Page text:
"Picture of a hand with a gun at the Battle of Munfordville, Ky., Sunday, September 14th, 1862- the Confederates charging through the abatis in front of the fortifications near Green River. Our correspondent reports of this battle: 'At five o'clock the Confederates were seen forming in front of our rifle pits, and soon, from the cover of the woods and abatis, began the engagement by a rapid fire of musketry. It was plainly seen that a disposition of our men was being made by Colonel Wilder to repel the attack anticipated on the left, and, thinking it a favorable hour, the Confederate force made a desperate assault on our right. This was made by a Mississippi and a Georgia regiment. The assault was led by the colonel of the Mississippi regiment, and he died for his daring. The major of the same regiment was wounded and taken prisoner. The newly formed Confederate right marched from the woods in splendid order, with ranks apparently full. When they appeared over the brow of the hill it was at a double-quick; all pushed on with desperate courage, to meet resistance not the less desperate. With grape from the artillery and a shower of balls from the musketry they were met and moved down; but they never faltered; and it was only when they sprang on the breastworks and were met with the bayonet that they fell back, leaving the field strewn with their dead and dying. After a momentary struggle on the breastworks the whole Confederate force broke into disorder and fled from the field.'" &mdash;Leslie, 1896

Hand with Gun

"Picture of a hand with a gun at the Battle of Munfordville, Ky., Sunday, September 14th, 1862- the…

"Hanging and flogging."&mdash; Frank Leslie, 1896

hanging and flogging

"Hanging and flogging."— Frank Leslie, 1896

Harrison's Landing at Berkeley Plantation is one of the first great estates in America located on the banks of the James River on State Route 5 in Charles City County, Virginia. During the Civil War, Union troops occupied Berkeley Plantation at Harrison's Landing.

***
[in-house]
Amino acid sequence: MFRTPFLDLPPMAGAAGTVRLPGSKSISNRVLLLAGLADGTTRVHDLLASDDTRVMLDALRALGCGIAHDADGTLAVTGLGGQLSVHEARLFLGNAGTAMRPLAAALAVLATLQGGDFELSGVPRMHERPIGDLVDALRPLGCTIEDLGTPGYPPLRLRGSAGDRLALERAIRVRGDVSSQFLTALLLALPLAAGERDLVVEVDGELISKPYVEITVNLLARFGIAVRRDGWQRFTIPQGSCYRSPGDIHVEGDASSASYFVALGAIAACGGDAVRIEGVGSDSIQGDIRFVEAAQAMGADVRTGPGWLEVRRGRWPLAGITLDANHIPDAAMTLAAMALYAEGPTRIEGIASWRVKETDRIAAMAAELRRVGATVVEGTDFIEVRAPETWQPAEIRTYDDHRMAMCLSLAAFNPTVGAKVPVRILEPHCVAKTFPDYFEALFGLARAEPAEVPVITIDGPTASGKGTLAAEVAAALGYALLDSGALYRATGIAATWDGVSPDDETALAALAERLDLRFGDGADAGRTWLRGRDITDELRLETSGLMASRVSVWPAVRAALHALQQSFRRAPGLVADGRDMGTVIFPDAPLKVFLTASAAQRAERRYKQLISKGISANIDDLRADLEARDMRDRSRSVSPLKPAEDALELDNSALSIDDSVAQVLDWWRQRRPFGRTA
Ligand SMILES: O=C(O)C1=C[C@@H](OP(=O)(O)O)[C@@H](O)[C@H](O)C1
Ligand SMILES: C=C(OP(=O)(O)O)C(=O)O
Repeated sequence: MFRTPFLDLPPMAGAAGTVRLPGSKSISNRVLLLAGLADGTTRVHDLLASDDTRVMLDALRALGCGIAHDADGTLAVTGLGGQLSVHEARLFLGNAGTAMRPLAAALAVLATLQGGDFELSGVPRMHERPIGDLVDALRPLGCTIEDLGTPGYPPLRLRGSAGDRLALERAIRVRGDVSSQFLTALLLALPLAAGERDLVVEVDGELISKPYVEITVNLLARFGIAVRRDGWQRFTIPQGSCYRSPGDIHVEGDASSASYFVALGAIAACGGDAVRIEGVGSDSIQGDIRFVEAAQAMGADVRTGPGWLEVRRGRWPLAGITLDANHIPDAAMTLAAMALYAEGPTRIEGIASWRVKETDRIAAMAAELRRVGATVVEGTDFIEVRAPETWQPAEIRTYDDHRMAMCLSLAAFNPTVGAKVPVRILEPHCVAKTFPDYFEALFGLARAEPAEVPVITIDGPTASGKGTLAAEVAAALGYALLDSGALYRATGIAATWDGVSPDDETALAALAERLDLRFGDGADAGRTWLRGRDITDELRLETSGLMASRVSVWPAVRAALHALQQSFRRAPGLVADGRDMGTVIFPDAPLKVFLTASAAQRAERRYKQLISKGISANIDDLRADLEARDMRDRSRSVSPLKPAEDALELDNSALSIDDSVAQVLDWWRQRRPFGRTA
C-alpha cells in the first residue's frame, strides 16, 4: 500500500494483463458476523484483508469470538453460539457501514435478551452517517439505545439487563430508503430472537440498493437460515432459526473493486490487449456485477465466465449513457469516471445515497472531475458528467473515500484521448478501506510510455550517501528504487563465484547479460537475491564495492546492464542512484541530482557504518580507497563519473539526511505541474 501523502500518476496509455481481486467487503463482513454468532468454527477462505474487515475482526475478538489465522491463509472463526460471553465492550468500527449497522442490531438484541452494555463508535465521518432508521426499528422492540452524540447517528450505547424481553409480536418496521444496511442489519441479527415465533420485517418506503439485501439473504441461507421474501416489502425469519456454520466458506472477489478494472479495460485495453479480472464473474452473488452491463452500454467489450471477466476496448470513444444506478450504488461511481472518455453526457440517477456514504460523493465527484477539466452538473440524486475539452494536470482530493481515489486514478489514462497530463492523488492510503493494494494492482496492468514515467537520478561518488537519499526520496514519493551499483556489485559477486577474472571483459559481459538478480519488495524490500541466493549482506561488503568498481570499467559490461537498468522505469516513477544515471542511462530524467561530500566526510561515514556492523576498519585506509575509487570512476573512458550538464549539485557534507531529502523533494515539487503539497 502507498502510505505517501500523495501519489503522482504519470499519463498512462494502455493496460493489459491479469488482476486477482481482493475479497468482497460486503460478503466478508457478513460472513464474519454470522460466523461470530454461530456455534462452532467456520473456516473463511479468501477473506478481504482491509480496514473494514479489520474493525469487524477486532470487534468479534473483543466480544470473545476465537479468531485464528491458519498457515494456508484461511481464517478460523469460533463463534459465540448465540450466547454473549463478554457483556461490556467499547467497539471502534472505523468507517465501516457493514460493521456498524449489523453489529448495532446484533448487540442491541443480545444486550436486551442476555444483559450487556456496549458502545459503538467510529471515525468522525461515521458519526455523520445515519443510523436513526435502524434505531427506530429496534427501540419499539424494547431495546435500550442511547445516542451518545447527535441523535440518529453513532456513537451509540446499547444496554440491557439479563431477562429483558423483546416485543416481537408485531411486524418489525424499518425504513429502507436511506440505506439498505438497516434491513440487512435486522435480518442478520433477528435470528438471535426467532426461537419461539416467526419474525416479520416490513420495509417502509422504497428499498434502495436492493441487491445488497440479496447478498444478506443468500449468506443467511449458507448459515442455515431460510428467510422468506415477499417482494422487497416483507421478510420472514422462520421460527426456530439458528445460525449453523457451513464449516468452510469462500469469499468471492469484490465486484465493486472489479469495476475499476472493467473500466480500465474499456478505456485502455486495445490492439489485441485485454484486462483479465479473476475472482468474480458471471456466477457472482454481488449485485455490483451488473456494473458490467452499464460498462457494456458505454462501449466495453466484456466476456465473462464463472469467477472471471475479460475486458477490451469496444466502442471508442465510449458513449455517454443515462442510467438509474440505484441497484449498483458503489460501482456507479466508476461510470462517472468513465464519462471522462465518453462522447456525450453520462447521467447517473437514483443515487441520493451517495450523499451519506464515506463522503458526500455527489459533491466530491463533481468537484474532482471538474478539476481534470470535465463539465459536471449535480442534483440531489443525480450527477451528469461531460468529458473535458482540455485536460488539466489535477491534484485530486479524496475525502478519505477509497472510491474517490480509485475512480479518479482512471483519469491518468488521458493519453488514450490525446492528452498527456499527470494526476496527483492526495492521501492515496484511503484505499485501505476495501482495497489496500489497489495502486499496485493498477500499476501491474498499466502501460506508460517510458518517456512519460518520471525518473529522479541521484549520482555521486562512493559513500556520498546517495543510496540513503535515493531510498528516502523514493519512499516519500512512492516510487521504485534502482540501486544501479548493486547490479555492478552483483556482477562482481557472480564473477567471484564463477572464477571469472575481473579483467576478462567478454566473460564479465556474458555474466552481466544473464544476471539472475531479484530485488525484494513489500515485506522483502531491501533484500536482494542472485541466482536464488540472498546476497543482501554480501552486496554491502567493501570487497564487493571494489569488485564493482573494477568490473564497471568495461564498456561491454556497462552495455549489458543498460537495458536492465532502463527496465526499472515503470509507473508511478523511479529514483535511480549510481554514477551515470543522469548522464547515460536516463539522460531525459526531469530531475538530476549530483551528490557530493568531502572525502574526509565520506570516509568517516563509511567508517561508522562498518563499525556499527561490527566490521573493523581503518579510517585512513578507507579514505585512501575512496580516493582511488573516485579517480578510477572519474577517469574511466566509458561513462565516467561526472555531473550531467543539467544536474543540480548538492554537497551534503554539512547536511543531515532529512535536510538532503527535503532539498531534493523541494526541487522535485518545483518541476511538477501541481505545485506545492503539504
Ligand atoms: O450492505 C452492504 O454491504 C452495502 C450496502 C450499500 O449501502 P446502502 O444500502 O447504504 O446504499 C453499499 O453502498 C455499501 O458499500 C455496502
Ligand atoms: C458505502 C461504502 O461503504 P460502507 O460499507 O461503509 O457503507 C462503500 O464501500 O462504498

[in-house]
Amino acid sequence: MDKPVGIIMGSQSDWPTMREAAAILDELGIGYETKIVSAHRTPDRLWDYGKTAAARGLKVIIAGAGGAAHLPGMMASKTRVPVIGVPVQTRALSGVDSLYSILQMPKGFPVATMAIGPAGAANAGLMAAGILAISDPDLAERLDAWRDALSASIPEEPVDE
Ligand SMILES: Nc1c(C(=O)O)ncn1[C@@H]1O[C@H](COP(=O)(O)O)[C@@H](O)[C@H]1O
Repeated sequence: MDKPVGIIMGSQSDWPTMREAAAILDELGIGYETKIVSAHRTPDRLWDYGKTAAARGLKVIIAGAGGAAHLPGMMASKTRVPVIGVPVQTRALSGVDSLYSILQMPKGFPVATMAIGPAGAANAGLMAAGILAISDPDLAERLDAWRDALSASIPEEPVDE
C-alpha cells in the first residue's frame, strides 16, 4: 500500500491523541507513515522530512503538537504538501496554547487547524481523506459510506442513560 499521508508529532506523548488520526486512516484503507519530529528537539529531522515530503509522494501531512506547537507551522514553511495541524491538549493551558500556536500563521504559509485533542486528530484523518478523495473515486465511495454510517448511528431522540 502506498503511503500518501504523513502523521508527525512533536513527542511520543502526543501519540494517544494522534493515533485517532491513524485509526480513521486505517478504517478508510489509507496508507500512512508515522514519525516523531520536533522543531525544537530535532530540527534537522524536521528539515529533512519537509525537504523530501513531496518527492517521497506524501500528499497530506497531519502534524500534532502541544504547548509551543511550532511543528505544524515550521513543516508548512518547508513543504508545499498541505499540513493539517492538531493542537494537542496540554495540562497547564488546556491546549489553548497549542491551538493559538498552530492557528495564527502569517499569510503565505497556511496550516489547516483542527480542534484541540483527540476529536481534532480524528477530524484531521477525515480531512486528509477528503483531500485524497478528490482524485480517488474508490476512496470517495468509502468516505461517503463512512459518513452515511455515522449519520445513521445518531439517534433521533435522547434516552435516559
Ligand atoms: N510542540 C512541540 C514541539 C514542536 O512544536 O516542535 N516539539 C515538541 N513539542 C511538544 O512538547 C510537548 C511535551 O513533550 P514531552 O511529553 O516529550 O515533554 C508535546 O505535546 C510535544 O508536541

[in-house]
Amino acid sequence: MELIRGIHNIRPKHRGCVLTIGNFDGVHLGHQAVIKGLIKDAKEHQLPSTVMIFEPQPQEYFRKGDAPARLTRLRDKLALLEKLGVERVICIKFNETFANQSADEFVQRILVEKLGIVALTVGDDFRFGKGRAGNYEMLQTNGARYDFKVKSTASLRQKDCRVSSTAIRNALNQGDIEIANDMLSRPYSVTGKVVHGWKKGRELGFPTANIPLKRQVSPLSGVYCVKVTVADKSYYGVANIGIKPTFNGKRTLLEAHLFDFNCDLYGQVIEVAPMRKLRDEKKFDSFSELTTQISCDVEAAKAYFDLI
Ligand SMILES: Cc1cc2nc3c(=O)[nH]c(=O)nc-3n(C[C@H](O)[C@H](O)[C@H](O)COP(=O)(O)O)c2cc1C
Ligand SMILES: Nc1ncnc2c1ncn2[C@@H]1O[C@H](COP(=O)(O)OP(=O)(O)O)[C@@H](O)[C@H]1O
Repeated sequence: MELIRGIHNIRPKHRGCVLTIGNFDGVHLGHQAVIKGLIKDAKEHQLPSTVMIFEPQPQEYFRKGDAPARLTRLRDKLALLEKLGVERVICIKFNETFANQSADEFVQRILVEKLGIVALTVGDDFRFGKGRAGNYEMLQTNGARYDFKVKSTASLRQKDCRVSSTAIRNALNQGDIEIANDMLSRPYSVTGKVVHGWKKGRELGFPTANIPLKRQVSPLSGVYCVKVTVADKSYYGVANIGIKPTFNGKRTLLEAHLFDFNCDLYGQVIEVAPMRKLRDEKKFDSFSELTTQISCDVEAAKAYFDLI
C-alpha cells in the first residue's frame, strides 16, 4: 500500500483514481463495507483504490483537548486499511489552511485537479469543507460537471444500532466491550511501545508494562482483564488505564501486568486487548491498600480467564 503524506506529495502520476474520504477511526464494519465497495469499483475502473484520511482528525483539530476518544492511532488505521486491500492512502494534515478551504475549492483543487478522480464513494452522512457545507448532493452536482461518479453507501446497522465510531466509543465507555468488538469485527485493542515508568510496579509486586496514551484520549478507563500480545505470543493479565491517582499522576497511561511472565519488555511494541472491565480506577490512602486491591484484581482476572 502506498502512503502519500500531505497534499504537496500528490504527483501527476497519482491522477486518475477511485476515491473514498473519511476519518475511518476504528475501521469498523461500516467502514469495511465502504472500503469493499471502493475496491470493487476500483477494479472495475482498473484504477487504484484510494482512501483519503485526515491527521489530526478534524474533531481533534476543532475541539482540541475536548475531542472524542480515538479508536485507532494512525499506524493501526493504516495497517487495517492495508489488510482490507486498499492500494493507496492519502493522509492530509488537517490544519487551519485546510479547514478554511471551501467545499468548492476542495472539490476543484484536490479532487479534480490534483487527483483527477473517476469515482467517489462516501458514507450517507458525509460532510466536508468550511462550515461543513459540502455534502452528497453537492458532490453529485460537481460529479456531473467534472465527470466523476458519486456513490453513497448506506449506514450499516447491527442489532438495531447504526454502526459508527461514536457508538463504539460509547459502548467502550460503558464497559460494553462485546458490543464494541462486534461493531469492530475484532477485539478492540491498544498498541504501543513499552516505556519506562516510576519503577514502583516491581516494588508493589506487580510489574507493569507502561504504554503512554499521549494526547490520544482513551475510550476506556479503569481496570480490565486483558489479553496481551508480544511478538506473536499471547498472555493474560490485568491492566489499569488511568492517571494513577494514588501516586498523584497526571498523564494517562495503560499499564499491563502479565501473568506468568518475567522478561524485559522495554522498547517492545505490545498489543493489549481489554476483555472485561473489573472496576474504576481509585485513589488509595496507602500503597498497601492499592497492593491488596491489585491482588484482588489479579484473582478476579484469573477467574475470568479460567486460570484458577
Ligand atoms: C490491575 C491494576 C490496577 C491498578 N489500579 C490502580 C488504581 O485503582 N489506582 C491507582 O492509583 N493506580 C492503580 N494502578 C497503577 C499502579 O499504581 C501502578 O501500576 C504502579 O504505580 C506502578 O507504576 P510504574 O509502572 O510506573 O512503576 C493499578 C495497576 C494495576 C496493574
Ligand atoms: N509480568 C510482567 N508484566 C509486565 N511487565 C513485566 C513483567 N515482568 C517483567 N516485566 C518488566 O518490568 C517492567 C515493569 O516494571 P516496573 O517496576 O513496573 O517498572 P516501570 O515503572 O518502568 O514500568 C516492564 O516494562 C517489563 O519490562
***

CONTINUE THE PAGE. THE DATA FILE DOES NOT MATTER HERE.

Harrison's Landing

Harrison's Landing at Berkeley Plantation is one of the first great estates in America located on the…

"Hanging of Mrs. Hillier by men in disguise."&mdash; Frank Leslie, 1896

Mrs. Hillier

"Hanging of Mrs. Hillier by men in disguise."— Frank Leslie, 1896

Horses and wagons at the Battle of Willis Church.

Horses and Wagons

Horses and wagons at the Battle of Willis Church.

"Howlett's Confederate Battery on the James River, Va., shelling the Federal monitors and laborers on the Dutch Gap Canal. Our sketch, derived from a Confederate source, represents the battery which annoyed the Federal gunboats on the James River and retarded the labor on the Dutch Gap Canal. This Confederate work was situated on the upper side of the James, in almost a northerly direction from Dutch Gap. The illustration representing it is very spirited, and will enable our readers to comprehend at a glance both the character of the enterprise and the peril under which it was prosecuted. Our sketch represents the gunners at work. In the distance are seen the obstructions which defended the river at the end of Farrar's Island. Dutch Gap, which is more to the left, does not appear in the picture. Its position is, however, sufficiently indicated by the direction of the guns and shells."&mdash; Frank Leslie, 1896

Howlett's Battery

"Howlett's Confederate Battery on the James River, Va., shelling the Federal monitors and laborers on…

"Humphrey's Division 3rd Corps."&mdash; Frank Leslie, 1896

Humphrey's Division

"Humphrey's Division 3rd Corps."— Frank Leslie, 1896

"Federal soldiers participating in a hurdle sack race. Thanksgiving festivities at Fort Pulaski, Ga., Thursday, November 27th, 1862. While the loyal citizens of the North were eating their turkeys the Federal soldiers in the South were also celebrating their Thanksgiving. We illustrate the amusement indulged in at Fort Pulaski, Ga. The grand attraction of the day, however, was th <em>fete</em> given by the officers of the Forty-eighth Regiment, New York Volunteers, Colonel Barton, and Company G, Third Rhode Island Regiment."&mdash; Frank Leslie, 1896

Hurdle Sack Race

"Federal soldiers participating in a hurdle sack race. Thanksgiving festivities at Fort Pulaski, Ga.,…

"Delaware Indians acting as scouts for the Federal army in the West. General Fremont, on taking command in the West in 1861, while he shrank from employing the Indians as soldiers, saw the advantage of using them as scouts, and for this purpose organized a band of them, selecting only the most reliable, robust and best characterized. They soon made their value known by the early intelligence they brought of the enemy's movements. Some of them were also employed by General Grant." &mdash;Leslie, 1896

Delaware Indians

"Delaware Indians acting as scouts for the Federal army in the West. General Fremont, on taking command…